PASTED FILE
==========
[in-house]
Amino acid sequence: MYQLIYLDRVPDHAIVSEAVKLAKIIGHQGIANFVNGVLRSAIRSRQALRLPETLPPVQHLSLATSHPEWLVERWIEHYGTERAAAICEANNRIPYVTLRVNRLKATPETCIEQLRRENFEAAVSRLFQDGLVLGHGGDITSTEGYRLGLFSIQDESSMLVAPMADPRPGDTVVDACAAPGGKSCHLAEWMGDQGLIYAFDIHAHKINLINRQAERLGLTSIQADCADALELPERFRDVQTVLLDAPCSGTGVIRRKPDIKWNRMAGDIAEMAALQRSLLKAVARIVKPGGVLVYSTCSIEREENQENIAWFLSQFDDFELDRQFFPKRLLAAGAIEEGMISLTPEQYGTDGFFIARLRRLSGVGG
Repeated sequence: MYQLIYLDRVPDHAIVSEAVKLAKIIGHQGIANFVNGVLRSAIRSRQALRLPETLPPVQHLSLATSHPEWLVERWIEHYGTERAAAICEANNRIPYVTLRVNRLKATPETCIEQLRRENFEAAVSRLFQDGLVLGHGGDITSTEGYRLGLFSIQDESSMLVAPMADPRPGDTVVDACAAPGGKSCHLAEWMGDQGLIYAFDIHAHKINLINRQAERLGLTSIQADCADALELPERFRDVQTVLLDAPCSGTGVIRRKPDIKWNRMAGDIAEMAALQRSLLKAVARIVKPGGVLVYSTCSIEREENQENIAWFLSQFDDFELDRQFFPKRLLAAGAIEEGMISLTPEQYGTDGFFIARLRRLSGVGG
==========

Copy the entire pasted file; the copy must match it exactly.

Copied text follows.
[in-house]
Amino acid sequence: MYQLIYLDRVPDHAIVSEAVKLAKIIGHQGIANFVNGVLRSAIRSRQALRLPETLPPVQHLSLATSHPEWLVERWIEHYGTERAAAICEANNRIPYVTLRVNRLKATPETCIEQLRRENFEAAVSRLFQDGLVLGHGGDITSTEGYRLGLFSIQDESSMLVAPMADPRPGDTVVDACAAPGGKSCHLAEWMGDQGLIYAFDIHAHKINLINRQAERLGLTSIQADCADALELPERFRDVQTVLLDAPCSGTGVIRRKPDIKWNRMAGDIAEMAALQRSLLKAVARIVKPGGVLVYSTCSIEREENQENIAWFLSQFDDFELDRQFFPKRLLAAGAIEEGMISLTPEQYGTDGFFIARLRRLSGVGG
Repeated sequence: MYQLIYLDRVPDHAIVSEAVKLAKIIGHQGIANFVNGVLRSAIRSRQALRLPETLPPVQHLSLATSHPEWLVERWIEHYGTERAAAICEANNRIPYVTLRVNRLKATPETCIEQLRRENFEAAVSRLFQDGLVLGHGGDITSTEGYRLGLFSIQDESSMLVAPMADPRPGDTVVDACAAPGGKSCHLAEWMGDQGLIYAFDIHAHKINLINRQAERLGLTSIQADCADALELPERFRDVQTVLLDAPCSGTGVIRRKPDIKWNRMAGDIAEMAALQRSLLKAVARIVKPGGVLVYSTCSIEREENQENIAWFLSQFDDFELDRQFFPKRLLAAGAIEEGMISLTPEQYGTDGFFIARLRRLSGVGG